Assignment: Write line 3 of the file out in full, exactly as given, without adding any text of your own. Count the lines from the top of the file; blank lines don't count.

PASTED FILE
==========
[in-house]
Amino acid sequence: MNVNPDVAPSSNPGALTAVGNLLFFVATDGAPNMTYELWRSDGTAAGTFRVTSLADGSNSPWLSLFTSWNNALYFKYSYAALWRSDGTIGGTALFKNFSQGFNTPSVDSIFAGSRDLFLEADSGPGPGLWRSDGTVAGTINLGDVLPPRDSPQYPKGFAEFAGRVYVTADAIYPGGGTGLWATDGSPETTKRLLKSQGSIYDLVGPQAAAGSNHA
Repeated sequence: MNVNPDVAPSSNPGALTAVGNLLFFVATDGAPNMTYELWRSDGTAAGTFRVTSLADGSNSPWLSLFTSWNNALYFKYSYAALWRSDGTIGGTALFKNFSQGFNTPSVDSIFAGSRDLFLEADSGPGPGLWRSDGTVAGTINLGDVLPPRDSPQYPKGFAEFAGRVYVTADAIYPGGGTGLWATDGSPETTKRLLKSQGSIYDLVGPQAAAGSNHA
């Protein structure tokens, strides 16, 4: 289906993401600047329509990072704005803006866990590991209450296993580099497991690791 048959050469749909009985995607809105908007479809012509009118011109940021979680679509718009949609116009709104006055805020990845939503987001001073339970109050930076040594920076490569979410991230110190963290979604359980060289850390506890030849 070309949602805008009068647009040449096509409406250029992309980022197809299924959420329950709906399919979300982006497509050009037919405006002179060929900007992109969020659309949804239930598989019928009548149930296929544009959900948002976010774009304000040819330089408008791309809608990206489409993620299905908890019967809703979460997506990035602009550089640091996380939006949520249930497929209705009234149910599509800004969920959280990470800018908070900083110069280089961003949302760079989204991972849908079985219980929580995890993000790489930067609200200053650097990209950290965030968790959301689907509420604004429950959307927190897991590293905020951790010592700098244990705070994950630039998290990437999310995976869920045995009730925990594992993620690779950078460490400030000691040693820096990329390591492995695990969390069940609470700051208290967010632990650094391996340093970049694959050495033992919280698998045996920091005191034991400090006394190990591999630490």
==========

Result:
Repeated sequence: MNVNPDVAPSSNPGALTAVGNLLFFVATDGAPNMTYELWRSDGTAAGTFRVTSLADGSNSPWLSLFTSWNNALYFKYSYAALWRSDGTIGGTALFKNFSQGFNTPSVDSIFAGSRDLFLEADSGPGPGLWRSDGTVAGTINLGDVLPPRDSPQYPKGFAEFAGRVYVTADAIYPGGGTGLWATDGSPETTKRLLKSQGSIYDLVGPQAAAGSNHA